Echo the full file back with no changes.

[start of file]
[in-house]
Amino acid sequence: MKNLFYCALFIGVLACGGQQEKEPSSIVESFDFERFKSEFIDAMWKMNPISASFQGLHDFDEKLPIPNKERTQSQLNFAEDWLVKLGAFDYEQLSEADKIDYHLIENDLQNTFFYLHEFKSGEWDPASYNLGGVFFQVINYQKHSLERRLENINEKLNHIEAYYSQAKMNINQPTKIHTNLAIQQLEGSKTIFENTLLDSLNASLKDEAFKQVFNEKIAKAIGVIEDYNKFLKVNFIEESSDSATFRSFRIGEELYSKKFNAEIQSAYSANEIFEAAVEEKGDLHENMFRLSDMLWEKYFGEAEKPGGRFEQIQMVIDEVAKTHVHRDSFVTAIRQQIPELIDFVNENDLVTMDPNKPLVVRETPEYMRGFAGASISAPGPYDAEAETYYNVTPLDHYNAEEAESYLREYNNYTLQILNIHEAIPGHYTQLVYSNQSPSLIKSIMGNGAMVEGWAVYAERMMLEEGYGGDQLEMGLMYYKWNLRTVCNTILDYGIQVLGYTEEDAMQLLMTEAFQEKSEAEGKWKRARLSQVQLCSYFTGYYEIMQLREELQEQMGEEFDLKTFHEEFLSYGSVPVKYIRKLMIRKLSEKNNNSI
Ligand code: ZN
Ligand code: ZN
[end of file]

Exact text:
[in-house]
Amino acid sequence: MKNLFYCALFIGVLACGGQQEKEPSSIVESFDFERFKSEFIDAMWKMNPISASFQGLHDFDEKLPIPNKERTQSQLNFAEDWLVKLGAFDYEQLSEADKIDYHLIENDLQNTFFYLHEFKSGEWDPASYNLGGVFFQVINYQKHSLERRLENINEKLNHIEAYYSQAKMNINQPTKIHTNLAIQQLEGSKTIFENTLLDSLNASLKDEAFKQVFNEKIAKAIGVIEDYNKFLKVNFIEESSDSATFRSFRIGEELYSKKFNAEIQSAYSANEIFEAAVEEKGDLHENMFRLSDMLWEKYFGEAEKPGGRFEQIQMVIDEVAKTHVHRDSFVTAIRQQIPELIDFVNENDLVTMDPNKPLVVRETPEYMRGFAGASISAPGPYDAEAETYYNVTPLDHYNAEEAESYLREYNNYTLQILNIHEAIPGHYTQLVYSNQSPSLIKSIMGNGAMVEGWAVYAERMMLEEGYGGDQLEMGLMYYKWNLRTVCNTILDYGIQVLGYTEEDAMQLLMTEAFQEKSEAEGKWKRARLSQVQLCSYFTGYYEIMQLREELQEQMGEEFDLKTFHEEFLSYGSVPVKYIRKLMIRKLSEKNNNSI
Ligand code: ZN
Ligand code: ZN